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Tax cut plan feasible, analysts say

As the prime minister promised a few months ago, the government turned in its budget plan for next year well ahead of schedule. And given how upbeat the document is, it is not surprising that officials could hardly wait to share it.

While analysts say the budget draft released on April 21 may be a bit too optimistic, as most expect GDP growth of around 2% next year, they add that the plan is close enough to reality to allow for the proposed tax cuts.

Right after handing the proposal to Parliament, Economy Minister Mihály Varga announced on April 21 that the 2016 budget, which banks on 2.5% growth, includes room for a 1% cut in the personal income tax, from 16% this year to 15% next year. In what may be considered a populist move in this pork-consuming country, the minister added that the VAT rate on unprocessed pork would be reduced from 27% to 5%.

In an interview on state TV, Varga said that the government decided it will use extra resources generated by Hungary’s economic growth to cut taxes next year, rather than making further investments or seeking to create jobs.

Realistic, unsurprising plan

Mariann Trippon, an analyst with CIB, told the Budapest Business Journal that the “macroeconomic plans for the budget of 2016 are realistic, however we foresee a slower GDP rise than the government’s 2.5%”. Trippon said she also expects inflation to be slightly higher than the government lays out in the budget plan, but says the difference is insignificant.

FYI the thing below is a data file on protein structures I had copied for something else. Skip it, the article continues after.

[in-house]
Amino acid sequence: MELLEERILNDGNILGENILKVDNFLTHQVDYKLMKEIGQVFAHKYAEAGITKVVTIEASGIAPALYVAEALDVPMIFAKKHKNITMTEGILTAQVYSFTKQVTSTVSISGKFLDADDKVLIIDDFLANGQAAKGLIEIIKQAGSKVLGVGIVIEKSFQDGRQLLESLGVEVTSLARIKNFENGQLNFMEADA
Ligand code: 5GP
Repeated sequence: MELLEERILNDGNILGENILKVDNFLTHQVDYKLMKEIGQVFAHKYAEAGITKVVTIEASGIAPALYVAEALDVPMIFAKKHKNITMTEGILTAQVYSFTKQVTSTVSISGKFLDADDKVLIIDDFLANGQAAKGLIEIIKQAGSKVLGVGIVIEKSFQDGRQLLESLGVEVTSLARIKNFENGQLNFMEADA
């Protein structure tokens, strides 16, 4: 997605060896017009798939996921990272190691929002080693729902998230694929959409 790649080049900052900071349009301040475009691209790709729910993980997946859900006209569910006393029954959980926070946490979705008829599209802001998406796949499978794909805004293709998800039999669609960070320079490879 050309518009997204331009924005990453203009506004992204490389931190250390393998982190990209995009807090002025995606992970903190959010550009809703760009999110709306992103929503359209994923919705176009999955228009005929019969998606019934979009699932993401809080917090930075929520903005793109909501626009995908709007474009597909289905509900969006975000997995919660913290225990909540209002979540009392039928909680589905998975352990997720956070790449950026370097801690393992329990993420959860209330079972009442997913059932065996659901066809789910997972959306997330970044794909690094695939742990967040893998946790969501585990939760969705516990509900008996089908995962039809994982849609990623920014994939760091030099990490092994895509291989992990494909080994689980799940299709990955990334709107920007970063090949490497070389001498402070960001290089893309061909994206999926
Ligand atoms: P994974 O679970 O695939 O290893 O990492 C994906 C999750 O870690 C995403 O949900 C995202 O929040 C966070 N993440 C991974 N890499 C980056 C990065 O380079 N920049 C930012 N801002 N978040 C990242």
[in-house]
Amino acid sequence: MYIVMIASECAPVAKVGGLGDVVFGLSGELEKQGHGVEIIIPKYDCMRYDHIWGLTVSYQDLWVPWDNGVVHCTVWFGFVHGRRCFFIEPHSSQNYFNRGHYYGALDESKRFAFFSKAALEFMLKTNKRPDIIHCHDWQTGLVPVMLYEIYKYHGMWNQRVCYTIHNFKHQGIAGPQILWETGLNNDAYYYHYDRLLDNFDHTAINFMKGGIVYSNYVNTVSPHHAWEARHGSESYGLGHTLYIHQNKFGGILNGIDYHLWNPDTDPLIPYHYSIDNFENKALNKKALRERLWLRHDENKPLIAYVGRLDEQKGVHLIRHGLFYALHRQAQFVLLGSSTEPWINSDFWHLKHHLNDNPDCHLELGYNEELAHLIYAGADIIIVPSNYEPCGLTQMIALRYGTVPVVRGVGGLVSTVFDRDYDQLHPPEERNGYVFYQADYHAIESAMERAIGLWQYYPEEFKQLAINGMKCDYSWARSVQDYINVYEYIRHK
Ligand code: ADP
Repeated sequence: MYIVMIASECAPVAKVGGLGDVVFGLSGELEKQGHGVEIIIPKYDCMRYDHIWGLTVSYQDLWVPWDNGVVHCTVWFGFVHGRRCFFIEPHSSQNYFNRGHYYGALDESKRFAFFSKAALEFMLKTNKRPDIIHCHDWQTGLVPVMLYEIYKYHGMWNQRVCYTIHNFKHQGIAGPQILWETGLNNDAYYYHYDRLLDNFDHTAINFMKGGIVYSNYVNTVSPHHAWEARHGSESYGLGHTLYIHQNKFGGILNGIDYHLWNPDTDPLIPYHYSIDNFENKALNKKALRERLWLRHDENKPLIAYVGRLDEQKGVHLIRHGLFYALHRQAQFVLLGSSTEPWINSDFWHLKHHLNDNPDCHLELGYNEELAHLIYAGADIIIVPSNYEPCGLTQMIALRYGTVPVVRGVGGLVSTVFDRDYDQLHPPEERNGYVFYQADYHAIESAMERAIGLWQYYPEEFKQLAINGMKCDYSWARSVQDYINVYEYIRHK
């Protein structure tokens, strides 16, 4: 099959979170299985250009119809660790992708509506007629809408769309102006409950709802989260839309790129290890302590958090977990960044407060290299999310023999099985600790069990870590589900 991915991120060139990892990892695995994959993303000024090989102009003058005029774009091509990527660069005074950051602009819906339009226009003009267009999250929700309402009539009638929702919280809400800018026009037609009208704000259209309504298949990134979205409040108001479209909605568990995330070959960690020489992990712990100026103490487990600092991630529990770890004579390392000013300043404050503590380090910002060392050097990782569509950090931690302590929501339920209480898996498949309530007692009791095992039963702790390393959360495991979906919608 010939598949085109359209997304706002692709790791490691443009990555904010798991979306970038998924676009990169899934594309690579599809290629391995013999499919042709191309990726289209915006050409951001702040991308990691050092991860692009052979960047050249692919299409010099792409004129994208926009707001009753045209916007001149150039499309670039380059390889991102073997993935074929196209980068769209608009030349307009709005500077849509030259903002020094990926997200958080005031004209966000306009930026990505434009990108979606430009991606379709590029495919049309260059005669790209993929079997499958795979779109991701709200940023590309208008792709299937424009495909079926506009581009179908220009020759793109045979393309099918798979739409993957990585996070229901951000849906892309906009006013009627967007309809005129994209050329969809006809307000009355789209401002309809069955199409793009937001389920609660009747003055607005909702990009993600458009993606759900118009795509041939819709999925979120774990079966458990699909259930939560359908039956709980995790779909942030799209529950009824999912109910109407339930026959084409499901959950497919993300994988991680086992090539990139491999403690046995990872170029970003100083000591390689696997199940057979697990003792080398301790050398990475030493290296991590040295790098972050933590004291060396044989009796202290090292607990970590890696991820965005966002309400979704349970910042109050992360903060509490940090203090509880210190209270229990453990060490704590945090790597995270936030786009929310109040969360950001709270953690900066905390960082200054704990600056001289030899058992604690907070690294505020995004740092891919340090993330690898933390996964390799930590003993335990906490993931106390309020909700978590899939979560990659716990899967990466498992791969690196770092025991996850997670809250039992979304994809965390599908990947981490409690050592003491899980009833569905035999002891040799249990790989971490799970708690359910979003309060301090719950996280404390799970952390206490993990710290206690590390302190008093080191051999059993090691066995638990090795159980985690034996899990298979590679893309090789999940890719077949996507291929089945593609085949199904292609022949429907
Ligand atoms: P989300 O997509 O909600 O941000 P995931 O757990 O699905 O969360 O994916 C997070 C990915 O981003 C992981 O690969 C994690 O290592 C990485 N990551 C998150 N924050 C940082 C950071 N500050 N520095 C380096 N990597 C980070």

“The announcement of tax decreases is not a great surprise, as MPs already hinted that the increased financial margin – which was chiefly created by last year’s better than expected growth and the upcoming positive macroeconomic outlook – would be used for such purposes,” Trippon said.

Trippon added that the planned decrease in the personal income tax would have minor positive results regarding the consumption of households, and “in the long run, in order to improve the competitiveness of the economy and to improve potential growth pace, the taxes on workers should be decreased as well.”

Zoltán Török, head of research at Raiffeisen Bank in Hungary, agreed that the plan seemed reasonable. “Economic growth has returned to Hungary, which is beneficial for the 2016 budget,” he told the BBJ. “Income from VAT, employment and salaries are on the rise, therefore there is margin to make changes to the 2016 budget.”

More changes expected

According to Török changes to the budget are three-fold: firstly, the surplus income can be spent on decreasing the budget deficit; secondly it can be spent on infrastructure, health care and education; thirdly it can be used to reduce taxes.

“Increasing expenditure has not been included in the draft yet, but I believe later on it would be included, as will increasing tax incentives for families,” Török said.

The government’s projected 2% budget deficit is realistic, Török said, even if it “comes to 2.2% or 1.8%, it is under 3% and it can be decreased further as compared to the previous years, which is a good direction.”

Török said he believes that decreasing taxes could be the government’s tool to try and stop their dropping popularity, and, although it is not included in the draft yet, he anticipates sectorial taxes, such as telecommunication and bank levies, will also be decreased.

“I believe that the government could have included greater tax reductions,” Török said, adding that the tax burden in Hungary is currently quite large. “It is surprising that the government is planning to make a 1% decrease in the personal income tax, as it is insignificant.”